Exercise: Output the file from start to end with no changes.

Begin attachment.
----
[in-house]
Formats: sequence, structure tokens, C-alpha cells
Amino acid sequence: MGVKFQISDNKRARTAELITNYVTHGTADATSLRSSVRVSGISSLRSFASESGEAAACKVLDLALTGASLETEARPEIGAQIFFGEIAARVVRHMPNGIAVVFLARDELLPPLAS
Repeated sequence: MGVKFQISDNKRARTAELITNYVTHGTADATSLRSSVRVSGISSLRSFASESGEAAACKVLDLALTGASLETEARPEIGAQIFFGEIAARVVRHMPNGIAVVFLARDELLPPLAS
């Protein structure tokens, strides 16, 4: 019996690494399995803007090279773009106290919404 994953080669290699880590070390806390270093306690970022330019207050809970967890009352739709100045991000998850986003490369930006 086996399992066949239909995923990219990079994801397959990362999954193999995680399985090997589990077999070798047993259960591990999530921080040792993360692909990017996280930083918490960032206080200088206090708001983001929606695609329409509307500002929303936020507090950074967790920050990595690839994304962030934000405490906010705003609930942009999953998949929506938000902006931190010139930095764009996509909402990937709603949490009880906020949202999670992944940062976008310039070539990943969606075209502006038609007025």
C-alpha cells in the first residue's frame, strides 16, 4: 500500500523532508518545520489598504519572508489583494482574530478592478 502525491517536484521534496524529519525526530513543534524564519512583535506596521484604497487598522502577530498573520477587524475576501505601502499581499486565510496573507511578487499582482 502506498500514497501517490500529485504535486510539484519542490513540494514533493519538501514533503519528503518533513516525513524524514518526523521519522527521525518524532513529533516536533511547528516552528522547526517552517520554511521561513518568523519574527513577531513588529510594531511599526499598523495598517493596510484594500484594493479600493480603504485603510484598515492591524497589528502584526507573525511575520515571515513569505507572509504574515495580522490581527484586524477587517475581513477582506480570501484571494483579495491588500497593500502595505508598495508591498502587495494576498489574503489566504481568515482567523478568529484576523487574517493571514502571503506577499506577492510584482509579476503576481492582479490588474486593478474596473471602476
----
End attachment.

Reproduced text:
[in-house]
Formats: sequence, structure tokens, C-alpha cells
Amino acid sequence: MGVKFQISDNKRARTAELITNYVTHGTADATSLRSSVRVSGISSLRSFASESGEAAACKVLDLALTGASLETEARPEIGAQIFFGEIAARVVRHMPNGIAVVFLARDELLPPLAS
Repeated sequence: MGVKFQISDNKRARTAELITNYVTHGTADATSLRSSVRVSGISSLRSFASESGEAAACKVLDLALTGASLETEARPEIGAQIFFGEIAARVVRHMPNGIAVVFLARDELLPPLAS
């Protein structure tokens, strides 16, 4: 019996690494399995803007090279773009106290919404 994953080669290699880590070390806390270093306690970022330019207050809970967890009352739709100045991000998850986003490369930006 086996399992066949239909995923990219990079994801397959990362999954193999995680399985090997589990077999070798047993259960591990999530921080040792993360692909990017996280930083918490960032206080200088206090708001983001929606695609329409509307500002929303936020507090950074967790920050990595690839994304962030934000405490906010705003609930942009999953998949929506938000902006931190010139930095764009996509909402990937709603949490009880906020949202999670992944940062976008310039070539990943969606075209502006038609007025």
C-alpha cells in the first residue's frame, strides 16, 4: 500500500523532508518545520489598504519572508489583494482574530478592478 502525491517536484521534496524529519525526530513543534524564519512583535506596521484604497487598522502577530498573520477587524475576501505601502499581499486565510496573507511578487499582482 502506498500514497501517490500529485504535486510539484519542490513540494514533493519538501514533503519528503518533513516525513524524514518526523521519522527521525518524532513529533516536533511547528516552528522547526517552517520554511521561513518568523519574527513577531513588529510594531511599526499598523495598517493596510484594500484594493479600493480603504485603510484598515492591524497589528502584526507573525511575520515571515513569505507572509504574515495580522490581527484586524477587517475581513477582506480570501484571494483579495491588500497593500502595505508598495508591498502587495494576498489574503489566504481568515482567523478568529484576523487574517493571514502571503506577499506577492510584482509579476503576481492582479490588474486593478474596473471602476